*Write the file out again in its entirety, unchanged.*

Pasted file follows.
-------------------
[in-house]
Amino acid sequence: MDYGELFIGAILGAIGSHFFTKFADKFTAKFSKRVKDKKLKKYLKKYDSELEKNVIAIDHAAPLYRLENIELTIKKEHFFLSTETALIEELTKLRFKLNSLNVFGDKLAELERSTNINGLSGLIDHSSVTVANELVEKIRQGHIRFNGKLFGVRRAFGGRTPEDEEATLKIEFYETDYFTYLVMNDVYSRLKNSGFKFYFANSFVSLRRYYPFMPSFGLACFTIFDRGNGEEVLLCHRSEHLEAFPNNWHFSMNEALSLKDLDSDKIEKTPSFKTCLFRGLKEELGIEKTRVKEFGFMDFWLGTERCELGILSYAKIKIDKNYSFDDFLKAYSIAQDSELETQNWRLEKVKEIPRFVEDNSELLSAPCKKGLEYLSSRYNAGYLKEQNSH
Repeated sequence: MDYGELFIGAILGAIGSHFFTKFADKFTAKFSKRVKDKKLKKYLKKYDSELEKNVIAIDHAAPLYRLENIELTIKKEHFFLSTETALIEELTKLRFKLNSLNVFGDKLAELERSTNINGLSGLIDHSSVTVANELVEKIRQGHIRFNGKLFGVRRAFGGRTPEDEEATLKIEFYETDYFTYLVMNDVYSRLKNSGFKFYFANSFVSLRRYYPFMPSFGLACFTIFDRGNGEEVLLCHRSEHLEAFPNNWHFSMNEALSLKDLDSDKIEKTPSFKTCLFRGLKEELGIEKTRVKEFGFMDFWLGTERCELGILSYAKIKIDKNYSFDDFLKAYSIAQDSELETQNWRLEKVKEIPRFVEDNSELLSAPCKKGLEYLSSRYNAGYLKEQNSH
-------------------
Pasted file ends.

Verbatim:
[in-house]
Amino acid sequence: MDYGELFIGAILGAIGSHFFTKFADKFTAKFSKRVKDKKLKKYLKKYDSELEKNVIAIDHAAPLYRLENIELTIKKEHFFLSTETALIEELTKLRFKLNSLNVFGDKLAELERSTNINGLSGLIDHSSVTVANELVEKIRQGHIRFNGKLFGVRRAFGGRTPEDEEATLKIEFYETDYFTYLVMNDVYSRLKNSGFKFYFANSFVSLRRYYPFMPSFGLACFTIFDRGNGEEVLLCHRSEHLEAFPNNWHFSMNEALSLKDLDSDKIEKTPSFKTCLFRGLKEELGIEKTRVKEFGFMDFWLGTERCELGILSYAKIKIDKNYSFDDFLKAYSIAQDSELETQNWRLEKVKEIPRFVEDNSELLSAPCKKGLEYLSSRYNAGYLKEQNSH
Repeated sequence: MDYGELFIGAILGAIGSHFFTKFADKFTAKFSKRVKDKKLKKYLKKYDSELEKNVIAIDHAAPLYRLENIELTIKKEHFFLSTETALIEELTKLRFKLNSLNVFGDKLAELERSTNINGLSGLIDHSSVTVANELVEKIRQGHIRFNGKLFGVRRAFGGRTPEDEEATLKIEFYETDYFTYLVMNDVYSRLKNSGFKFYFANSFVSLRRYYPFMPSFGLACFTIFDRGNGEEVLLCHRSEHLEAFPNNWHFSMNEALSLKDLDSDKIEKTPSFKTCLFRGLKEELGIEKTRVKEFGFMDFWLGTERCELGILSYAKIKIDKNYSFDDFLKAYSIAQDSELETQNWRLEKVKEIPRFVEDNSELLSAPCKKGLEYLSSRYNAGYLKEQNSH